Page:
For everyone the plague was a sign of “God” and his divine punishment for the sins of mankind, and the Pope agreed. The widespread acceptance of this idea created a sense of guilt among the people of Europe. Many turned to the Church and religious officials in hopes of curing the plague and banishing the disease. When the church failed to fulfill their promises many alienated the Church while other looked for an escape goat to account for the sins of mankind, in hopes of ending the horrible disease. To keep the population of Europe united behind the Catholic Church; the Church blamed the Jews who they said had rejected Jesus as their lord and savior, therefore they were the soul cause of “God’s” punishment. In 1348 the mass extermination of Jews began in France as they were drug out of their homes and thrown into mass fires. Trials were held against the European Jews, where their property was confiscated and confessions by torture were obtained as well as several Jews were burnt at the stake for their crimes against “God”. Others accused the Jews of poising the drinking water of wells, and causing the rampant spread of the “Black Death”. Because many of the European Jews lived separately from other Christian communities their survival rate against the Black Plague was much higher than other Europeans. Vengeful Christians attacked and destroyed entire towns and communities of European Jews. In order to save themselves from the angry mobs of Christians, many Jews converted to Christianity or set their own homes on fire and escaped to other parts of Europe.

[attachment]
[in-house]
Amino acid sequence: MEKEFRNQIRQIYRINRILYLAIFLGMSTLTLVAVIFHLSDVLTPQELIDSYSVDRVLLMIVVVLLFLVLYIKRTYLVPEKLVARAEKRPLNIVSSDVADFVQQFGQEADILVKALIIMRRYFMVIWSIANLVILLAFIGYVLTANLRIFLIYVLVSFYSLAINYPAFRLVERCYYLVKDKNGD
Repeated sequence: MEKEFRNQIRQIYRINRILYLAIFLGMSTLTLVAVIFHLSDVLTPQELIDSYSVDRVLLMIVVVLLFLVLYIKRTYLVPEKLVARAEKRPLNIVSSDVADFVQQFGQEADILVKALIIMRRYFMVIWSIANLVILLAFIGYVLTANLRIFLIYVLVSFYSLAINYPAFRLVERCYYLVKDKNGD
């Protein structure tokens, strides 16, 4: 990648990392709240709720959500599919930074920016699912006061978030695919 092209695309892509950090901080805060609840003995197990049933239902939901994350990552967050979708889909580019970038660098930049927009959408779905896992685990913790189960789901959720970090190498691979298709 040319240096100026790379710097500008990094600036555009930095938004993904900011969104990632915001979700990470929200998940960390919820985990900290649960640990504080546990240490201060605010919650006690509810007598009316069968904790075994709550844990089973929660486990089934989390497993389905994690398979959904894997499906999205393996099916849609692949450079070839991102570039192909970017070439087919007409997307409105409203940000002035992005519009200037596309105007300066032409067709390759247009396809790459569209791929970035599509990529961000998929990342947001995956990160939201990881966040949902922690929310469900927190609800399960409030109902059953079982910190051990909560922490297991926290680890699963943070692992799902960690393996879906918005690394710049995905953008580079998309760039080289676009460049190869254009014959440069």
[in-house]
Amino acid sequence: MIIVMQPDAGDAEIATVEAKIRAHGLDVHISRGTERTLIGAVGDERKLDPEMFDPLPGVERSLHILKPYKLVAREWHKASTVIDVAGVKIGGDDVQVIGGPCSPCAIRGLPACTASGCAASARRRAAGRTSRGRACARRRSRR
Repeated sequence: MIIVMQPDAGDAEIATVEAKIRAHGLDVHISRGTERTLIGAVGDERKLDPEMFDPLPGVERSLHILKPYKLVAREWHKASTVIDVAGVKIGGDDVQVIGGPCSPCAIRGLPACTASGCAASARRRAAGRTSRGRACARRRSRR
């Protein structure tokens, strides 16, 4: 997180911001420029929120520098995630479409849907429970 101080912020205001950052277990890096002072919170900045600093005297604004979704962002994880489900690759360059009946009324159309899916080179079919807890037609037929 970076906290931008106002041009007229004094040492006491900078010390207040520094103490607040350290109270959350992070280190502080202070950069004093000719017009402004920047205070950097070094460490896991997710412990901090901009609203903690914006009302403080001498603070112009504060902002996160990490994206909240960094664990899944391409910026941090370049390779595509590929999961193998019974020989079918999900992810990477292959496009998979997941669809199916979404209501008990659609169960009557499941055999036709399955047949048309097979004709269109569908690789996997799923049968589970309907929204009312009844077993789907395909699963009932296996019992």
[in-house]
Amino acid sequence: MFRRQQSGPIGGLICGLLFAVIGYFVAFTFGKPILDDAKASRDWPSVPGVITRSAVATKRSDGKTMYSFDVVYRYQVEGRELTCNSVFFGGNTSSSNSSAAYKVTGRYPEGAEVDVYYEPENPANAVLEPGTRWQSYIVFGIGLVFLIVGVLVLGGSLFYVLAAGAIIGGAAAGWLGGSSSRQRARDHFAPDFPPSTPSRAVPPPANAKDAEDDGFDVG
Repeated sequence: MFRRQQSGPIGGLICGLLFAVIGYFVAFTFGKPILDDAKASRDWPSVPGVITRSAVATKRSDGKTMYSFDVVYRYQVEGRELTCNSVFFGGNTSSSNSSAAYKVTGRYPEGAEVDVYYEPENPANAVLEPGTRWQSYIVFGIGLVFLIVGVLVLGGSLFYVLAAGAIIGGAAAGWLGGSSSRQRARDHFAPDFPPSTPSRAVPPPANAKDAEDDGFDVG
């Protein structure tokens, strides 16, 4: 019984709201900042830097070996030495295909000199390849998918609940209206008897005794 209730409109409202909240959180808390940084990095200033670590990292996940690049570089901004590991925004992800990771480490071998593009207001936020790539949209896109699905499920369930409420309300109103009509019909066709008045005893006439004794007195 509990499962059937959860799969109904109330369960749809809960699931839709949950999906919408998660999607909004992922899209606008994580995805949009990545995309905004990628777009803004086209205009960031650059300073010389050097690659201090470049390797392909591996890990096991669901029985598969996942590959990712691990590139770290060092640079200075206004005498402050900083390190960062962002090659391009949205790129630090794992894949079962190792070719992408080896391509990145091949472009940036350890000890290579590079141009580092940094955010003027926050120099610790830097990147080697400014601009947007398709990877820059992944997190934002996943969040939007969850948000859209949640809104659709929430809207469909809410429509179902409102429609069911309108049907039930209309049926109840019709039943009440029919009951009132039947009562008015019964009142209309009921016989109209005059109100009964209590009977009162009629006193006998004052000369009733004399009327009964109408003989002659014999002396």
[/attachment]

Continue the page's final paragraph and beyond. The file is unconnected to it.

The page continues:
The people who did survive the “Black Death” or black plague, they considered themselves special and took the opportunity provided to them by the “Black Death” to try and improve their lives. With the declining European population, due to the affect of the plague, cultivated with many people moving out of the cities and towns into unaffected areas, had a huge impact on European society. As the working population in Europe was declining the production owners had to find new ways to produce their goods with less manpower. This helped to create labor saving machinery and sparked a small industrial revolution with many technological innovations across Europe. Many farmers looking to abandon their lifestyle in search of better paying jobs moved into the city looking to find work in the growing industrial economy. In the country agricultural prices were driven up because agricultural laborers were scarce, and they demanded higher wages from the landlords. The land holders tried to increase their incomes by increasing rents to the tenant farmers, and by finding a crop which yielded higher returns. For many this quick cash crop was raising sheep, as the sheep had little over head and was not a labor intensive investment, many landlords converted traditional crop cultivating land into pasture land and removed the peasants from their farms. The nobility petitioned the European governments to intervene, and in 1350 prices of goods and wages for workers stated to become fixed. These actions by the government paved the way for peasant uprising later in the 14th century as the revolts fought against oppression by the nobility of the European nations.